Yesterday, a student asked me which of the new Common App prompts is best.
Me: What do you mean “best”? Like which one is my favorite, or which one should you choose?
Student: Uh. Both.
Here’s how I responded, in a nutshell...
First of all, here are the Common App prompts:
- Some students have a background or story that is so central to their identity that they believe their application would be incomplete without it. If this sounds like you, then please share your story.
- Recount an incident or time when you experienced failure. How did it affect you, and what lessons did you learn?
- Reflect on a time when you challenged a belief or idea. What prompted you to act? Would you make the same decision again?
- Describe a place or environment where you are perfectly content. What do you do or experience there, and why is it meaningful to you?
- Discuss an accomplishment or event, formal or informal, that marked your transition from childhood to adulthood within your culture, community, or family.
Let's break these down, one by one...
Prompt 1: Tell us your story
The first prompt is, by far, my favorite. Why? At least two important reasons:
a.) To me, it’s the most open-ended. There’s tons of room here. In fact, if you think about it, it’s not far off from last year’s Common App prompt 6, which was Topic of Your Choice.
b.) It’s also pretty close to the UC1 prompt. In fact, if you write a great UC1, chances are it’ll work well for Common App 1. (Click here for more on Why the UC1 Prompt is the Best Prompt Ever.)
Prompt 2: Tell us how you failed and what you learned
The second prompt can work fine, but chances are if this incident was important enough to be your college essay topic, then it’s a story that’s “central to [your] identity,” which brings us back to Prompt 1. If you do choose Prompt 2, though, I recommend making the turning point in the essay (i.e. the moment after the failure when you did something about it) in the first quarter to third of the essay or, at the very latest, by the midpoint. I know that may sound restrictive, but that’ll give you enough time to discuss how the events in your story affected you and, if you like, what you learned.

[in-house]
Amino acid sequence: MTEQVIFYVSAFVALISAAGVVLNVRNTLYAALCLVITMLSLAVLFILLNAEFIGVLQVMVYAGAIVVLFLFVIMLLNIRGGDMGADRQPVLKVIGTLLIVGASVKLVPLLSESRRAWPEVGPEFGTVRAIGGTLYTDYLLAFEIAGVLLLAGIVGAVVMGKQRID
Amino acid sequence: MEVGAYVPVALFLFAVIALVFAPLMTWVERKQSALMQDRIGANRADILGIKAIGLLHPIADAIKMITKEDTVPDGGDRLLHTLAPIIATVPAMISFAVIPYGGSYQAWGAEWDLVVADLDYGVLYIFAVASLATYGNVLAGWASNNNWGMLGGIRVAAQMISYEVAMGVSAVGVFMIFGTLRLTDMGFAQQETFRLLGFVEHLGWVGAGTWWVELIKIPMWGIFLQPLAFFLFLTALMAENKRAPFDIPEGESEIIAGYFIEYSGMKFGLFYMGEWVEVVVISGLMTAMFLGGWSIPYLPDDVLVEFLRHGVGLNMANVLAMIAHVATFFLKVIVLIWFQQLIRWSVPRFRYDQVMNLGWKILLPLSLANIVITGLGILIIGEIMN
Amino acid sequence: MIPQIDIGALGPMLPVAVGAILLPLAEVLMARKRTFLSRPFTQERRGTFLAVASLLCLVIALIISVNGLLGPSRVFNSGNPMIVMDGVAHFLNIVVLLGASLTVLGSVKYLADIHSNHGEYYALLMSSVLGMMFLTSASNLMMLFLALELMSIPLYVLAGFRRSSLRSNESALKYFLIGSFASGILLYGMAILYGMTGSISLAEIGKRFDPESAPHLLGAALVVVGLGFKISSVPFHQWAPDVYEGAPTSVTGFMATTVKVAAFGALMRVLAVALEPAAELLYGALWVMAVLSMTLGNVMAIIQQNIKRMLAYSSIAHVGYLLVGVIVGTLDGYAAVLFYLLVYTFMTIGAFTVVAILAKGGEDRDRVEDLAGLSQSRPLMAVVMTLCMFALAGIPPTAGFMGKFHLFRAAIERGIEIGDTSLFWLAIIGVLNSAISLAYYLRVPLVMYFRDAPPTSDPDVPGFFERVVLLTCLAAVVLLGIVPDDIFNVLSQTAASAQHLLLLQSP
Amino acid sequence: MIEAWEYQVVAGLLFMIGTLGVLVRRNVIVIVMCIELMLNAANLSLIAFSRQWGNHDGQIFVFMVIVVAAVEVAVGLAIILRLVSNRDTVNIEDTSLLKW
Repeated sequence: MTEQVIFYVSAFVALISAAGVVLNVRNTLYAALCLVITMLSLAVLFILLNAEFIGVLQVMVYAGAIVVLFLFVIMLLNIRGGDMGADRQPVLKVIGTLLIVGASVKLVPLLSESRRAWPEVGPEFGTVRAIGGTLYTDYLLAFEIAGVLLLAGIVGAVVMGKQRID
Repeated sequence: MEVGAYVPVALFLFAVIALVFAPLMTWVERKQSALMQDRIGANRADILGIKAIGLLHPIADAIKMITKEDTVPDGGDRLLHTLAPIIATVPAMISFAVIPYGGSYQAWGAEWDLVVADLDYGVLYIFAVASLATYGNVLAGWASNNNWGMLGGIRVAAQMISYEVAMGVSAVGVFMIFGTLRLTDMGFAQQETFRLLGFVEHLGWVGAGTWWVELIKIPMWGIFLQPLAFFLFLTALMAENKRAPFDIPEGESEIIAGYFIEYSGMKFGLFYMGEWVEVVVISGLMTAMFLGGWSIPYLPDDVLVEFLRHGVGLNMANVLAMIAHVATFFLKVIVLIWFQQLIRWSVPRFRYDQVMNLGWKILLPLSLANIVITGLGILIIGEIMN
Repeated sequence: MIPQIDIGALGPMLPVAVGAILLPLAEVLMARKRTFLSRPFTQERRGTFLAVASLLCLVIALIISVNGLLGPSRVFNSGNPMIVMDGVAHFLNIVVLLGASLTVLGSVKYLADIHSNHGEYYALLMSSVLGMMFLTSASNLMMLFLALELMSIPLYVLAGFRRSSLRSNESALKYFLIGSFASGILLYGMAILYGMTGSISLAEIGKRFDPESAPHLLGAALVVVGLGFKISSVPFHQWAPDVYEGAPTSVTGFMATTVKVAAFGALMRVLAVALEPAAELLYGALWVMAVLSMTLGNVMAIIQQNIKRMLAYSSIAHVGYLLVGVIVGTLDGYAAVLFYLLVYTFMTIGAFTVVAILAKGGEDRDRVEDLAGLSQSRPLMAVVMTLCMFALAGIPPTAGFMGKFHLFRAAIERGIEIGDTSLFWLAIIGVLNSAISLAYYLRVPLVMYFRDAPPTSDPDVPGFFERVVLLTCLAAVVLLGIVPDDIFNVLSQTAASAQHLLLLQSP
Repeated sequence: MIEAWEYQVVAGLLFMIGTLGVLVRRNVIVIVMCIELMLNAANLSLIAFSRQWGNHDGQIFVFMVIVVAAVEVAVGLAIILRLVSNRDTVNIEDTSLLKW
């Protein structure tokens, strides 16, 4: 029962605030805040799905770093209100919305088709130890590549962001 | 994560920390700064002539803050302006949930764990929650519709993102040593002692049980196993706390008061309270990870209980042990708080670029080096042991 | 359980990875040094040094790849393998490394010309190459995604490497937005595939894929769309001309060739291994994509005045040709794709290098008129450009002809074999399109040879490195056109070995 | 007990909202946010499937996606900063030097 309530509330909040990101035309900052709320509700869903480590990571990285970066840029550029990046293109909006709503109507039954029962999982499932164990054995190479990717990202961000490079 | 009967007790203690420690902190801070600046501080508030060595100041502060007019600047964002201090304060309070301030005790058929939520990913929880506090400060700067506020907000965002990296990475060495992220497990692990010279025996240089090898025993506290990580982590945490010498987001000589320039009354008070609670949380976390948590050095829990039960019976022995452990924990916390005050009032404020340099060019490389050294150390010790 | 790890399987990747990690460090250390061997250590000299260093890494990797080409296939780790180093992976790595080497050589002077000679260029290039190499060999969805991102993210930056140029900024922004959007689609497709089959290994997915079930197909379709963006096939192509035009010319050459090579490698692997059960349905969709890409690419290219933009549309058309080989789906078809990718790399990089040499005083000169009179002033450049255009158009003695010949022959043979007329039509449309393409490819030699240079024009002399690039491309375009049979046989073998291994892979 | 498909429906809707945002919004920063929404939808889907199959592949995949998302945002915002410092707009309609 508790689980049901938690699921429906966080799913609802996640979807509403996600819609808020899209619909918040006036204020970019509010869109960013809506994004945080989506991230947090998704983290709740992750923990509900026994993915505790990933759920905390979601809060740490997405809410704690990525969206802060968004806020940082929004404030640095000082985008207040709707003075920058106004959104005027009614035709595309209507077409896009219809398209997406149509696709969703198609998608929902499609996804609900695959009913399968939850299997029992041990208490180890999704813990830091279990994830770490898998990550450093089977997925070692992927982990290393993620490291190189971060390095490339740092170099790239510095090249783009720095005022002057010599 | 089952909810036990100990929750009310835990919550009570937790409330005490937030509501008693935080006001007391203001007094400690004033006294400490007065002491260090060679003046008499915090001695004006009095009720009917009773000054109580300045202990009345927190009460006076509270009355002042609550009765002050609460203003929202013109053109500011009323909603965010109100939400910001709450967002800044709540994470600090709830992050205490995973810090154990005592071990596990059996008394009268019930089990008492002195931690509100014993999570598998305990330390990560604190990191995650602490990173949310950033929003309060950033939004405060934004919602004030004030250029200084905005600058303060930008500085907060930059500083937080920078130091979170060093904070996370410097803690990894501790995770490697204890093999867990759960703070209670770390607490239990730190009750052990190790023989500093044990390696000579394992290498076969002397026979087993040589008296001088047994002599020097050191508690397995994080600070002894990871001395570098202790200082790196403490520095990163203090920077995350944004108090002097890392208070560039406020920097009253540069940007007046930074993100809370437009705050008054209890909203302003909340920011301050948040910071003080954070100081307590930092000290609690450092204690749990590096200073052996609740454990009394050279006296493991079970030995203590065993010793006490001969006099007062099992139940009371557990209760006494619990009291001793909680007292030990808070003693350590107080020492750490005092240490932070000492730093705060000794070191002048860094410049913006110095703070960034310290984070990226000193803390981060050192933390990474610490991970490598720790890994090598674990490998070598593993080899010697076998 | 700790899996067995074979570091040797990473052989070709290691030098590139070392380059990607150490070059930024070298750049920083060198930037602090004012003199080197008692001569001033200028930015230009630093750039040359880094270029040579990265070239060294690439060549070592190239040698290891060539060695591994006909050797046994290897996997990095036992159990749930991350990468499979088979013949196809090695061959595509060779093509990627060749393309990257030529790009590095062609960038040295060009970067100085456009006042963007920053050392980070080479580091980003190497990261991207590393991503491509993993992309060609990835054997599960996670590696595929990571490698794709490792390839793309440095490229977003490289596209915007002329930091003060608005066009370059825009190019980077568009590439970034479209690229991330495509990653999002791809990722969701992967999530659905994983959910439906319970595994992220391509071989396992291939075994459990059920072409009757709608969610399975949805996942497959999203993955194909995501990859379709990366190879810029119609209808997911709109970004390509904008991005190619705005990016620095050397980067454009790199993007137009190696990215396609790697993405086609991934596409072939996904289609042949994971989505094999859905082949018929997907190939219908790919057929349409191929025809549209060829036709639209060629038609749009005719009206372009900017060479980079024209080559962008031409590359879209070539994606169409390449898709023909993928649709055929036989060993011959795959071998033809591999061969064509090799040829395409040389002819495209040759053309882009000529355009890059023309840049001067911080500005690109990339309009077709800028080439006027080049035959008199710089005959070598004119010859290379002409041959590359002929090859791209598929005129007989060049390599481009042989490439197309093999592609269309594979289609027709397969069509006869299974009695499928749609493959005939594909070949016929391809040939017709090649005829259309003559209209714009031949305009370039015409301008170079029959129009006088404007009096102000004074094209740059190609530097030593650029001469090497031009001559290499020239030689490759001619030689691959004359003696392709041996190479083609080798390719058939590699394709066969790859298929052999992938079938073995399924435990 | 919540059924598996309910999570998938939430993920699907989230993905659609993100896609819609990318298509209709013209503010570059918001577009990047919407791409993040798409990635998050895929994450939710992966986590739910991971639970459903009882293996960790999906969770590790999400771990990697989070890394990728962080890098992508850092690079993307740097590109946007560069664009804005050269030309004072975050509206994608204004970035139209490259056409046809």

Prompt 3: Tell us how you challenged something but it actually turned out okay
If you write on the third prompt, take the advice of my screenwriting professor in college: start as late into the scene as you can and get out as fast as you can. What do I mean? Say you’re writing about a time you challenged a belief or idea. Start with the moment you challenged the belief. Then ask yourself: what information does my reader need to understand why this was a big deal for me? Then write that. You can put either part first. Then tell us how things turned out and, if you like, what you learned.
Prompt 4: Write a boring essay
The fourth prompt is my least favorite of the five for this simple reason: no drama. Think about it: we love movies with conflict. An arc. We want to see change. I’m not saying your essay has to read like an interesting movie, but...
No, strike that, I am saying that: your essay should read like an interesting movie.
And how many interesting films can you name in which someone was just sitting there for 100 minutes in a place or environment where he or she was perfectly content? Exactly. Unlike Prompts 2 and 3, this one has no built-in drama, so I’m guessing this will yield a lot of boring essays. And, if the Common App decides to change the prompts from year to year, I predict this will be first on the chopping block.
Prompt 5: Tell us about something awesome you did or experienced that helped you grow up
The fifth prompt is fine, but it doesn’t allow you the latitude that the first prompt does. (You could, in other words, choose the first prompt and discuss a coming-of-age moment in the context of your larger story.)
Here’s the main thing I want to say about prompts 2, 3 and 5. Each of these asks you to focus on a particular moment, and focusing on one moment can be great, but here’s the danger: you’re putting all your eggs in that basket. So it better be the moment. And it’s possible, but it’s risky.
I think your essay needs to go either deep (discussing a single moment) or wide (discussing a few different moments). If you have a defining moment that changed your life, you can go for 2, 3, or 5. But if you don’t, I’d go for 1.
And if you haven’t started writing, now is a great time to begin.
Written by Ethan Sawyer – In addition to being the College Essay Guy, Ethan is a writer, teacher, speaker, and voice actor. He has worked at Elite since 2003 is also the coordinator for the Elite Community Scholars Program, a program very close to his heart. You can email him at firstname.lastname@example.org. The views expressed in this blog post are Ethan's and don't necessarily reflect those of Elite Educational Institute.